(Warning: The following contains spoilers for the Season 3 finale of Better Call Saul.)

Before Season 3 of Better Call Saul premiered, Michael McKean warned us not to get too attached to his character Chuck McGill, the brilliant but mentally ill — and unrelentingly cruel — older brother of Jimmy McGill (Bob Odenkirk). It was an interesting choice of words to use about such an unlikeable character, and yet Chuck's implied death in the Season 3 finale was heartbreaking.

The exceptional writing and McKean's remarkable performance worked in tandem to make the audience see Chuck as the human tragedy he is, and by the end, we felt bad for a man who has said and done many horrible things over the course of the show's three seasons. But McKean is humble about the craft that went into making Chuck into such a complex figure. "As an actor I just tried to make him a real guy with more than one side to him," he tells TVGuide.com.

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At the beginning of the finale, Chuck — despite being the healthiest he's been in years, thanks to psychiatric treatment he's finally getting — is definitively forced out of the law firm he co-founded by his partner Howard Hamlin (Patrick Fabian), who buys out Chuck's shares with his own money to protect the firm from Chuck's lawsuit over malpractice insurance. The firm — and the hope of one day practicing law again — was the only thing Chuck still had after he drove away his family. And when Jimmy comes to see him to express remorse for humiliating him in the courtroom in "Chicanery," Chuck tells him not to bother. He tells Jimmy he is not going to change, he's just going to keep on hurting people, so his remorse doesn't matter, and besides, Chuck's over it. The last words Chuck ever speaks to his brother are "I don't want to hurt your feelings, but the truth is you've never mattered that much to me."

Michael McKean, <em>Better Call Saul</em>Michael McKean, Better Call Saul

That night, Chuck relapses back into his psychosomatic electromagnetic sensitivity and turns the power off in his house. But the electric meter is still spinning, so he tears his house apart looking for the buzz. By the end of the hour, he's sitting alone with all the holes he'd made in his walls, finally taking stock of the mess he's made of his life, and decides to end it by knocking a kerosene lantern off a table onto the floor.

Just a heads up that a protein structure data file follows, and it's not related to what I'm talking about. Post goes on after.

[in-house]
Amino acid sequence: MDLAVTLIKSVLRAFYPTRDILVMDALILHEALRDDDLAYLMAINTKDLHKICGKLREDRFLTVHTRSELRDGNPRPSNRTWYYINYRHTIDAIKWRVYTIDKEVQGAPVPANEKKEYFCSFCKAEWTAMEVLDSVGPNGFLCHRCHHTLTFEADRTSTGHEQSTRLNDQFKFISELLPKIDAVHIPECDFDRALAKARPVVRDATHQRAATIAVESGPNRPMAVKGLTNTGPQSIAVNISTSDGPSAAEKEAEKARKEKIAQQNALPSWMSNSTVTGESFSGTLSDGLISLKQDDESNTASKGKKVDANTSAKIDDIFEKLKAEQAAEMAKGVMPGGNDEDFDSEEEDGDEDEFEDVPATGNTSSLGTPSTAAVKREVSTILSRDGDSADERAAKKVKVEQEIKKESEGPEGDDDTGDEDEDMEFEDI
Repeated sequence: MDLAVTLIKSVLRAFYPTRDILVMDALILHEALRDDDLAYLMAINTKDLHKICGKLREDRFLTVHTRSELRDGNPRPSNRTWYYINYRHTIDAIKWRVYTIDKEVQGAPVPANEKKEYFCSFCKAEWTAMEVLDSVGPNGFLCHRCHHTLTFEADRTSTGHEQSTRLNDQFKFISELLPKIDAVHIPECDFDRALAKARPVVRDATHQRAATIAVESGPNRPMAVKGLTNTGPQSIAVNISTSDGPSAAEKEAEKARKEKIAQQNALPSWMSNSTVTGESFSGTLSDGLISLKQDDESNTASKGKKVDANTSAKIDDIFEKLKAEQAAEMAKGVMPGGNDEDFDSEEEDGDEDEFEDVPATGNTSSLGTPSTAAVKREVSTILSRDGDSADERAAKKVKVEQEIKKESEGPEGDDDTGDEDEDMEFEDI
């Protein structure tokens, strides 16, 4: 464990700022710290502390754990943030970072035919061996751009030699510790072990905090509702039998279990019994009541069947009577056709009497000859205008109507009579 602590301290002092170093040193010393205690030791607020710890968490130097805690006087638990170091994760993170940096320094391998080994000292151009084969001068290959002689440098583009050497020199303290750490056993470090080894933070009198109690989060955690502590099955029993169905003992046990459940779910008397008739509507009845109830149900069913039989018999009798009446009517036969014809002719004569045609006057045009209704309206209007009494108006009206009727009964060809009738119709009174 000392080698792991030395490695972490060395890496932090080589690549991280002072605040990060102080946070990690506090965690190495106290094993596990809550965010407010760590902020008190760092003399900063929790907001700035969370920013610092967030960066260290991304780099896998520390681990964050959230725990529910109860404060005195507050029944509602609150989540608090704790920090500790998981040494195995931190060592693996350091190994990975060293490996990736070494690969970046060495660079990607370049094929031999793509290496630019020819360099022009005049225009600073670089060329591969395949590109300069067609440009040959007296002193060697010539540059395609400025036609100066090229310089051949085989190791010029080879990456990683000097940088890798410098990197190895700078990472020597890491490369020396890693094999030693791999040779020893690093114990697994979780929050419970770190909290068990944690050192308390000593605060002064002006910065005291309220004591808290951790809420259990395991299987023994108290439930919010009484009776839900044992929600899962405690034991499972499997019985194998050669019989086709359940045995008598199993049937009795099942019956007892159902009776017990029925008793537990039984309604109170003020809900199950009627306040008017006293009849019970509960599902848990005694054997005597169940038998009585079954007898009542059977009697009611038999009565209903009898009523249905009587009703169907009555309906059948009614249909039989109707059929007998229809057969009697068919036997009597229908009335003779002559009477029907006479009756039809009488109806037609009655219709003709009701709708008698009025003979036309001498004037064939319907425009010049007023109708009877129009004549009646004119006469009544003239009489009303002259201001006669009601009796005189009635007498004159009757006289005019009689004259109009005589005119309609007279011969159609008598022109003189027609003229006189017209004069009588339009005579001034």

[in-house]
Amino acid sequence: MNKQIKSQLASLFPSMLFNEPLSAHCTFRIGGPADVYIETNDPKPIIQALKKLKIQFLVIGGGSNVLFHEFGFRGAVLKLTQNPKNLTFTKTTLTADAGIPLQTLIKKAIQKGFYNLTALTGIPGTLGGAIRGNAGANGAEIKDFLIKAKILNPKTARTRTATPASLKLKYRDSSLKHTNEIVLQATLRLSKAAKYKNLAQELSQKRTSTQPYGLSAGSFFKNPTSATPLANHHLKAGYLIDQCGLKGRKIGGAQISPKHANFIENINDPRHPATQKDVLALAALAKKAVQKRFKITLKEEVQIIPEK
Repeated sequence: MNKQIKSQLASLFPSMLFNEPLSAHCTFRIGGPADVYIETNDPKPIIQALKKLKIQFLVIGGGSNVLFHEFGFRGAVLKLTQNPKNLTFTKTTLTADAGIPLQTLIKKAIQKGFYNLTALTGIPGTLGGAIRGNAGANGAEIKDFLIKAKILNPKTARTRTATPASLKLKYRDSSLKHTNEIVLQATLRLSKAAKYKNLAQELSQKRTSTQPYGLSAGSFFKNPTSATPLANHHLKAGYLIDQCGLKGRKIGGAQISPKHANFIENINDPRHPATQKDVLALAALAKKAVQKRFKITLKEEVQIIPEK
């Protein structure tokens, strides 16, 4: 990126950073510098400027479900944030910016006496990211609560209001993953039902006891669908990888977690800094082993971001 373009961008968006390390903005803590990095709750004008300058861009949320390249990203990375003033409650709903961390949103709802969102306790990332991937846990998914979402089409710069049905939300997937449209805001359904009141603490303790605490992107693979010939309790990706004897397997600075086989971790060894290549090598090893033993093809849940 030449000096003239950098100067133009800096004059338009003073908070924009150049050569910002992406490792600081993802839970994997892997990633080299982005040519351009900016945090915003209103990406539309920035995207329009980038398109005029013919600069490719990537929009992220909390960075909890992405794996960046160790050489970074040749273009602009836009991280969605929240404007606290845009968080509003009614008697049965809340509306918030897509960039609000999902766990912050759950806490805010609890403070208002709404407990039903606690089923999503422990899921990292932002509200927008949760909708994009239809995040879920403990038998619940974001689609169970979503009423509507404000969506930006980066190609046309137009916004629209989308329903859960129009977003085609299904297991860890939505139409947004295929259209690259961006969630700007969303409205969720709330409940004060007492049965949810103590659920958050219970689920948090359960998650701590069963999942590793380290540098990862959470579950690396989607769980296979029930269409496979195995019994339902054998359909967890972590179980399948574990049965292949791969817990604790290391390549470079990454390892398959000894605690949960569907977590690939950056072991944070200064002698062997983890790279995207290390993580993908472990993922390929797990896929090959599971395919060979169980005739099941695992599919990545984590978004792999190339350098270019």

As for what it was that finally pushed Chuck over the edge, McKean says there wasn't any single thing. "His edges have been so rounded that it's hard to say where the edge is," he says. "In other words it's more of a slope." Each humiliation or loss of his heart pushed him a little further down the slope, and when he finally reached the bottom, he saw no way back up. "The prospect of not having to go through this or anything else again becomes attractive," he says.

Since the dissolution of Chuck and Jimmy's relationship has always clearly been one of the things that pushed Jimmy McGill into becoming Saul Goodman — and since Chuck doesn't appear in Breaking Bad -- McKean says he always recognized that Chuck's death was a possibility as a mechanism to make that happen, noting though that death is always a possibility on serial television. Still, "it was painless as far as I'm concerned," McKean says, "because I like a good story and I think this made the story really good."

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In the wake of the events of the Season 3 finale, McKean says he'll go back to being a fan of Vince Gilligan and Peter Gould's work (he's very excited about the Jonestown miniseries Gilligan is developing for HBO), but he also still has to catch up on Better Call Saul — he's only seen the first five episodes of Season 3 and the eighth episode, "Slip."

As for what he'd like to see next season on Better Call Saul (the series has not yet been renewed, but it almost certainly will be), McKean is looking forward to the things most fans are excited about. In addition to the increasingly "hot and heavy" crime element with Mike (Jonathan Banks), Nacho (Michael Mando) and Gus Fring (Giancarlo Esposito), he is excited to see Kim's story evolve. "I wanna see Kim outgrow her own limitations," he says. "She's such a great character and [Rhea Seehorn is] such a great actress."

"We know Jimmy's target," he continues. "We know where he's heading. But Kim is still a mystery to us, and she's so smart and she potentially has such a great heart. She doesn't let herself own herself yet. But she's beginning to."